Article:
Outcome of Patients Who Refuse Transfusion After Cardiac Surgery: A Natural Experiment With Severe Blood Conservation
What is the morbidity and long-term survival of Jehovah’s Witness patients undergoing cardiac surgery compared with a similarly matched group of patients who received transfusions?
A total of 322 Witnesses and 87,453 non-Witnesses underwent cardiac surgery at the author’s center from January 1, 1983, to January 1, 2011. All Witnesses prospectively refused blood transfusions. Among non-Witnesses, 38,467 did not receive blood transfusions and 48,986 did. The investigators used propensity methods to match patient groups and parametric multiphase hazard methods to assess long-term survival. Their main outcome measures were postoperative morbidity complications, in-hospital mortality, and long-term survival.
Witnesses had fewer acute complications and shorter length of stay than matched patients who received transfusions: myocardial infarction, 0.31% versus 2.8% (p = 0.01); additional operation for bleeding, 3.7% versus 7.1% (p = 0.03); prolonged ventilation, 6% versus 16% (p < 0.001); intensive care unit length of stay (15th, 50th, and 85th percentiles), 24, 25, and 72 versus 24, 48, and 162 hours (p < 0.001); and hospital length of stay (15th, 50th, and 85th percentiles), 5, 7, and 11 versus 6, 8, and 16 days (p < 0.001). Witnesses had better 1-year survival (95%; 95% confidence interval [CI], 93%-96%; vs. 89%; 95% CI, 87%-90%; p = 0.007), but similar 20-year survival (34%; 95% CI, 31%-38%; vs. 32%; 95% CI, 28%-35%; p = 0.90).
The authors concluded that Jehovah’s Witnesses do not appear to be at increased risk for surgical complications or long-term mortality when comparisons are properly made by transfusion status.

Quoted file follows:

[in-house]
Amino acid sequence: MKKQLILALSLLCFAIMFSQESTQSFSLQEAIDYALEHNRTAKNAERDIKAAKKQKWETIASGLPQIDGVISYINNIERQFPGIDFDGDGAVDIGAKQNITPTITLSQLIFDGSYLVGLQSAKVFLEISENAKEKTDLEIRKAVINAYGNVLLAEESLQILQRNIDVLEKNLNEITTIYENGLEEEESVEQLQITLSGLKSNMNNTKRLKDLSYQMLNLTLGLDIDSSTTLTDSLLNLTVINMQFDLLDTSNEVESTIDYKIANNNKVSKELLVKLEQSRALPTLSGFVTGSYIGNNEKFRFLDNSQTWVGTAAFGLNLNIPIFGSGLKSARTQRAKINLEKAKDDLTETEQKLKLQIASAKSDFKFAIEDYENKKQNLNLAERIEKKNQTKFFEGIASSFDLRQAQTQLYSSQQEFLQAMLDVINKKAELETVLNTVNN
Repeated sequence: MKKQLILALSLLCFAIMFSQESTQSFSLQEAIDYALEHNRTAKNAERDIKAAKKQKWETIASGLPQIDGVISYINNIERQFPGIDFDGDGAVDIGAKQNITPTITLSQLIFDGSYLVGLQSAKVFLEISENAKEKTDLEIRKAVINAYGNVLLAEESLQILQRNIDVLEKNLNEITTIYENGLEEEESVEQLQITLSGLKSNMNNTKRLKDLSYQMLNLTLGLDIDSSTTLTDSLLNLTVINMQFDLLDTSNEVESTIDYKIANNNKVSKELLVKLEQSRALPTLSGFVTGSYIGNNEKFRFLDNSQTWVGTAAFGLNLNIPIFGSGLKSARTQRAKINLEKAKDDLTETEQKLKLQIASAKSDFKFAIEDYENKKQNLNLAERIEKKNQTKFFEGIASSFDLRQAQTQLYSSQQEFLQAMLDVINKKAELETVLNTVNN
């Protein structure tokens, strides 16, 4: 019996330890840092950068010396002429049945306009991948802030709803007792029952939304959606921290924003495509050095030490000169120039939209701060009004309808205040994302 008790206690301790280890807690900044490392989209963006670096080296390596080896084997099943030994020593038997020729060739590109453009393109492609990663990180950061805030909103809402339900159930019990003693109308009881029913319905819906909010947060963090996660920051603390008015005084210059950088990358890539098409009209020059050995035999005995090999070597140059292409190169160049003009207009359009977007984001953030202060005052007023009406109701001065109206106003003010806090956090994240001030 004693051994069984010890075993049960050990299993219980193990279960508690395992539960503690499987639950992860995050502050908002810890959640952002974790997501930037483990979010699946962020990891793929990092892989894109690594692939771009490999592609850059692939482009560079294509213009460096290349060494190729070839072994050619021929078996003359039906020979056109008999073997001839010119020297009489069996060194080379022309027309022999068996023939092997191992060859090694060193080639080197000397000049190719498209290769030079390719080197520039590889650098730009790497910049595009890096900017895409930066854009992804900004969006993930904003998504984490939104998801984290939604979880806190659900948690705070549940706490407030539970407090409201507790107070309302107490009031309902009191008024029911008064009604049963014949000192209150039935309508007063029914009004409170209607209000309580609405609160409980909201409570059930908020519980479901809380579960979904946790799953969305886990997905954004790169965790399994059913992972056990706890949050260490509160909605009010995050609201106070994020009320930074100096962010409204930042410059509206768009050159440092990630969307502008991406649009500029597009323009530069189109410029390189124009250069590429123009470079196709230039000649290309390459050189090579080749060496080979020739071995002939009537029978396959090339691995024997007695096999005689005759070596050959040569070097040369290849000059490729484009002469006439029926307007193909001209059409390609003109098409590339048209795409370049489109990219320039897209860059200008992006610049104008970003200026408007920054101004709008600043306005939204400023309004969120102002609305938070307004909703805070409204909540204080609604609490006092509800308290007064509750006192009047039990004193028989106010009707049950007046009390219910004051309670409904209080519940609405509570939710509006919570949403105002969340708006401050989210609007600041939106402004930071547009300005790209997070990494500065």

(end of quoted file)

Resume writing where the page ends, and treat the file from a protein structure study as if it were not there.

This study reports that Jehovah’s Witnesses were at lower risk for adverse postoperative outcomes after cardiac surgery. Witnesses had fewer postoperative myocardial infarctions, fewer episodes of postoperative ventilator support beyond 24 hours, fewer additional operations for bleeding, shorter intensive care unit and postoperative lengths of stay, and a lower hazard for in-hospital death. Overall, the data suggest that current extreme blood management strategies do not appear to place patients at heightened risk for reduced long-term survival. Additional studies are indicated to further assess these blood management strategies that may benefit other patient groups.
Keywords: Outcome Assessment, Health Care, Postoperative Complications, Myocardial Infarction, Religion and Medicine, Hospital Mortality, Morbidity, Postoperative Period, Length of Stay, Blood Transfusion, Cardiovascular Diseases, Confidence Intervals, Cardiac Surgical Procedures, Christianity
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